The Field Guide to Particle Physics

The guide starts with a host of different particle species. We’ll talk about their masses, charges and interactions with other particles. We’ll talk about how they are created, how they decay, and what other particles they might be made of. Before we begin, we’ll visit some of the most important ideas in understanding particle physics, just to make sure we’re all on the same page.

Show Notes

Frequently asked Questions about Elementary Particles

What is a particle?

A particle is a small packet of energy. It’s nature’s organizational scheme for energy, and energy - so far as we can tell - is never created or destroyed. But it can change forms.

Particles can exist for a moment or for an eternity, but they don’t really have a distinct existence. Unlike birds, trees or people have that their own distinct features or personalities, particles of the same species are completely indistinguishable. For example, it is physically impossible to tell one proton from another. 

How big is a particle?

Particles may or may not have a definite size, although it’s usually fine to think of them as extremely small. A particle’s size is usually a determined by their inner workings, by their constituent components. For example, an atom is only as big as the size of its electrons’ orbit, where as a proton is almost a million times smaller! Elementary particles, like electrons, don’t appear to have any internal structure. Those particles don’t even have a well-defined size!

What is a charge?

Particles are constantly pushing and pulling on each other. A particle’s charge determines how strong it can push or pull. A great example is the electric charge: opposite charges attract and like charges repel. Electrons and protons have equal and opposite electric charges, which is why they attract to form atoms.

Charges are associated with the forces of nature, like the electromagnetic force. There are also the strong and weak nuclear forces, and each has its own kind of charge. In some sense, the mass is the charge for the force of gravity. Incidentally, force is just a word for another kind of particle, and we’ll learn all about them in this guide.

Two particles of the same species will always have identical charges.

What is a particle’s mass?

Like you or I, particles can have mass. It’s important to remember that there’s a difference between mass and weight, but they are proportional to each other. Weight is includes the effect of gravity:

weight = mass x gravity

On Mars, you’d have the same mass as you do on Earth, but experience a very different weight. Of course, particles are so light that usually gravity has very little influence on their day to day life.

Is it mass or energy?

It’s both. A particle’s mass and energy are related: 

E = mc^2

This is arguably the most famous equation in physics. It tells us one important thing: as weight is proportional to mass, energy is proportional to mass, squared.

This fact has an interesting consequences: mass is also proportional to energy, and that means any kind of energy. If you have a bunch of particles zooming around like bees in a closed box - and the box is just sitting on the floor - that box’s mass is increased by an amount proportional to the energy of those particles inside the box. That constant of pro- portionality is a doozy though, its the speed of light squared, which is 9 with sixteen zeros after it:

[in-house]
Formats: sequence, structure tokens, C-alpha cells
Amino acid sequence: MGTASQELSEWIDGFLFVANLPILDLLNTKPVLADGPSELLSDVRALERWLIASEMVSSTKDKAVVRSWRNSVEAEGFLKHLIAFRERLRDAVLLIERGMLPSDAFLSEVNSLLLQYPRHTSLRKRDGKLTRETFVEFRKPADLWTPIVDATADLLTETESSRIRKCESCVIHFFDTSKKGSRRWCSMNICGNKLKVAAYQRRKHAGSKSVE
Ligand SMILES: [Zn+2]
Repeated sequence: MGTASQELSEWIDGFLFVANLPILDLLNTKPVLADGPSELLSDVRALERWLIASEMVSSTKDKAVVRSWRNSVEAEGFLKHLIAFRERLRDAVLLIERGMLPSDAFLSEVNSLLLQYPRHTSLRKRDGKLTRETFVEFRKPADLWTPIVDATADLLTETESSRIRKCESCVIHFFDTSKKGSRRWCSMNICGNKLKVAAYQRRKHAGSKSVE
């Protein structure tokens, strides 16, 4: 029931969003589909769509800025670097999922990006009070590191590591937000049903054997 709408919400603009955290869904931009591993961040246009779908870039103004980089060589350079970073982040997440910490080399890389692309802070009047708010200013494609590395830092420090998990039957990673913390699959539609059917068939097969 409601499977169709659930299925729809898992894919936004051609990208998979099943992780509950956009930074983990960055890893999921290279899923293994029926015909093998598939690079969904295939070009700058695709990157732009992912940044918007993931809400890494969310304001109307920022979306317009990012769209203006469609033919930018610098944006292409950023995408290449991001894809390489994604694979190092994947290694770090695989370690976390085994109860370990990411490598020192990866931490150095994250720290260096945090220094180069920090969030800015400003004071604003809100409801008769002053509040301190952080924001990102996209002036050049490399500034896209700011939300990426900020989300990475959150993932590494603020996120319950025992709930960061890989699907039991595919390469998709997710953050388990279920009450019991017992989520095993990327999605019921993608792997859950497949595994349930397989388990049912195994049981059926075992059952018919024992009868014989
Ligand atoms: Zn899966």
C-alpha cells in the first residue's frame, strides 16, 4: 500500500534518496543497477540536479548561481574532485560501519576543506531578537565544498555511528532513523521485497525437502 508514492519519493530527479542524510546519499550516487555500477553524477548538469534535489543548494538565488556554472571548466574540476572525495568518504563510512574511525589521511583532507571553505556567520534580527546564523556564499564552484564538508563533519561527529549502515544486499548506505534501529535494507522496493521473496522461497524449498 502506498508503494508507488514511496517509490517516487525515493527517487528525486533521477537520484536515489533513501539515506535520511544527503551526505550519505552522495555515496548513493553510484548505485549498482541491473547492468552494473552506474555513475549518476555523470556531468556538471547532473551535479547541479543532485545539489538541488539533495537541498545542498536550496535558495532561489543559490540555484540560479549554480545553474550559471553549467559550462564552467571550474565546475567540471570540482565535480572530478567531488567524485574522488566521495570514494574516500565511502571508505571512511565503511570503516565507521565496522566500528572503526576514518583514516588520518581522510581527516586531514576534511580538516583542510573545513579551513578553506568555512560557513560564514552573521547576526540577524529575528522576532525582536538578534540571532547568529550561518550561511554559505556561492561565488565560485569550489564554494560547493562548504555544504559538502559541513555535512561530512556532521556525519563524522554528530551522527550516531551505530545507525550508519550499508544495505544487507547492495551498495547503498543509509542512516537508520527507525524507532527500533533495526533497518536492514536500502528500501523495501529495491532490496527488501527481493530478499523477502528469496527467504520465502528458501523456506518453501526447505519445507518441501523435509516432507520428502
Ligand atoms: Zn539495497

= Energy /90000000000000000

So those particles will have to have a lot of energy to appreciably change the mass of the box. One of the best ways to compare particle species with one another is by their mass. Particles of the same species have the precisely the same mass.

What is an MeV?

Because E = mc^2, physicists measure mass in units of energy. Volts are a pretty standard way to measure electrical energy. Your wall outlet has somewhere between 120 and 240 volts, which, multiplied by a particle’s electric charge gives us the energy:

Energy = electric charge × Volts

So, roughly speaking, and electron - with charge e - comes out of your wall with well over 100 volts times the electric charge or 100 electron volts, or ”eV” for short.

A convenient way to measure energy in particle physics is in mega electron volts or MeV. One mega electron volt is million electron volts. Which isn’t as big as it sounds. The mass energy of a hydrogen atom is about one thousand MeV.

Incidentally, a GeV or giga electron volt, is a billion electron volts.

What is a particle’s lifetime?

Many particles don’t live forever, they decay into other things. Particles will always decay into other particles with a smaller mass - otherwise energy wouldn’t be conserved! Any left over energy is typically converted into the motion of the newly formed particles.

Particle lives are typically quite very short. It’s not uncommon for a particle to decay after 0.0000000000000000001 seconds! The decay of a particle is a random event governed by quantum physics. Because it is random, we can’t predict exactly how long particles will live, but we can give a pretty detailed estimate. When we talk about a particle’s lifetime, we mean an average.

Where to Learn More
Check out our website at Also, the definitive source for particle data information is given by the Particle Data Group:

What is The Field Guide to Particle Physics?

This is your informal guide to the subatomic ecosystem we’re all immersed in. In this series, we explore the taxa of particle species and how they interact with one another. Our aim is give us all a better foundation for understanding our place in the universe.

The guide starts with a host of different particle species. We’ll talk about their masses, charges and interactions with other particles. We’ll talk about how they are created, how they decay, and what other particles they might be made of.